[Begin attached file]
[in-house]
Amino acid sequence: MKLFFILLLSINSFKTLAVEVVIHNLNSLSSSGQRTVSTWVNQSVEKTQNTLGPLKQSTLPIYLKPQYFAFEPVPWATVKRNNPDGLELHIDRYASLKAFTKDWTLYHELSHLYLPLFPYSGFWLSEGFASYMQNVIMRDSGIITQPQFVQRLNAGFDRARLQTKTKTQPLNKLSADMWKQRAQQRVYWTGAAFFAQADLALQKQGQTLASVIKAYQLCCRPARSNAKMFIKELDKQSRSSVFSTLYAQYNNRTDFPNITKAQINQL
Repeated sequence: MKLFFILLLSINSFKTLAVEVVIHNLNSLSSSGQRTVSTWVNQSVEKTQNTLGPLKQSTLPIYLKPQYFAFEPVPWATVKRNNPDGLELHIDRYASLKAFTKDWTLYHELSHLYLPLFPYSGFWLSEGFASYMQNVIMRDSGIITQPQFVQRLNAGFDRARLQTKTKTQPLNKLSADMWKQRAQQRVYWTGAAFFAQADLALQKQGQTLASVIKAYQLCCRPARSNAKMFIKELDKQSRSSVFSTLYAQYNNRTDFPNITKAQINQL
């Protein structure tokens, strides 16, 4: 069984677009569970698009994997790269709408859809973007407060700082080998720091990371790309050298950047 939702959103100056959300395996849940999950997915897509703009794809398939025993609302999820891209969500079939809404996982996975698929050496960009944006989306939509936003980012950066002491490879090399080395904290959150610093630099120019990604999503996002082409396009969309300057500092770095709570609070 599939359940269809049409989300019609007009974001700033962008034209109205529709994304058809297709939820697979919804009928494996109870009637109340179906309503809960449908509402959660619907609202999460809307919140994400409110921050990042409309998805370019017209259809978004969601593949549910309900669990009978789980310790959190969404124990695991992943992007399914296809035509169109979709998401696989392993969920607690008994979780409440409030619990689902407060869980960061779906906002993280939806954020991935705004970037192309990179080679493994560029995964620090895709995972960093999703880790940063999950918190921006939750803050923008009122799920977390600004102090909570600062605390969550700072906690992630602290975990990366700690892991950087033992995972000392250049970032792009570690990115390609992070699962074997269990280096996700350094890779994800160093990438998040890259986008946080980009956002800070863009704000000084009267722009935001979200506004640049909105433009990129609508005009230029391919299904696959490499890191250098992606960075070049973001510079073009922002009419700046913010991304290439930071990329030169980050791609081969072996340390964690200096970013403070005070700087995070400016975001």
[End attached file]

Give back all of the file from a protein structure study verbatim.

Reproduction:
[in-house]
Amino acid sequence: MKLFFILLLSINSFKTLAVEVVIHNLNSLSSSGQRTVSTWVNQSVEKTQNTLGPLKQSTLPIYLKPQYFAFEPVPWATVKRNNPDGLELHIDRYASLKAFTKDWTLYHELSHLYLPLFPYSGFWLSEGFASYMQNVIMRDSGIITQPQFVQRLNAGFDRARLQTKTKTQPLNKLSADMWKQRAQQRVYWTGAAFFAQADLALQKQGQTLASVIKAYQLCCRPARSNAKMFIKELDKQSRSSVFSTLYAQYNNRTDFPNITKAQINQL
Repeated sequence: MKLFFILLLSINSFKTLAVEVVIHNLNSLSSSGQRTVSTWVNQSVEKTQNTLGPLKQSTLPIYLKPQYFAFEPVPWATVKRNNPDGLELHIDRYASLKAFTKDWTLYHELSHLYLPLFPYSGFWLSEGFASYMQNVIMRDSGIITQPQFVQRLNAGFDRARLQTKTKTQPLNKLSADMWKQRAQQRVYWTGAAFFAQADLALQKQGQTLASVIKAYQLCCRPARSNAKMFIKELDKQSRSSVFSTLYAQYNNRTDFPNITKAQINQL
């Protein structure tokens, strides 16, 4: 069984677009569970698009994997790269709408859809973007407060700082080998720091990371790309050298950047 939702959103100056959300395996849940999950997915897509703009794809398939025993609302999820891209969500079939809404996982996975698929050496960009944006989306939509936003980012950066002491490879090399080395904290959150610093630099120019990604999503996002082409396009969309300057500092770095709570609070 599939359940269809049409989300019609007009974001700033962008034209109205529709994304058809297709939820697979919804009928494996109870009637109340179906309503809960449908509402959660619907609202999460809307919140994400409110921050990042409309998805370019017209259809978004969601593949549910309900669990009978789980310790959190969404124990695991992943992007399914296809035509169109979709998401696989392993969920607690008994979780409440409030619990689902407060869980960061779906906002993280939806954020991935705004970037192309990179080679493994560029995964620090895709995972960093999703880790940063999950918190921006939750803050923008009122799920977390600004102090909570600062605390969550700072906690992630602290975990990366700690892991950087033992995972000392250049970032792009570690990115390609992070699962074997269990280096996700350094890779994800160093990438998040890259986008946080980009956002800070863009704000000084009267722009935001979200506004640049909105433009990129609508005009230029391919299904696959490499890191250098992606960075070049973001510079073009922002009419700046913010991304290439930071990329030169980050791609081969072996340390964690200096970013403070005070700087995070400016975001």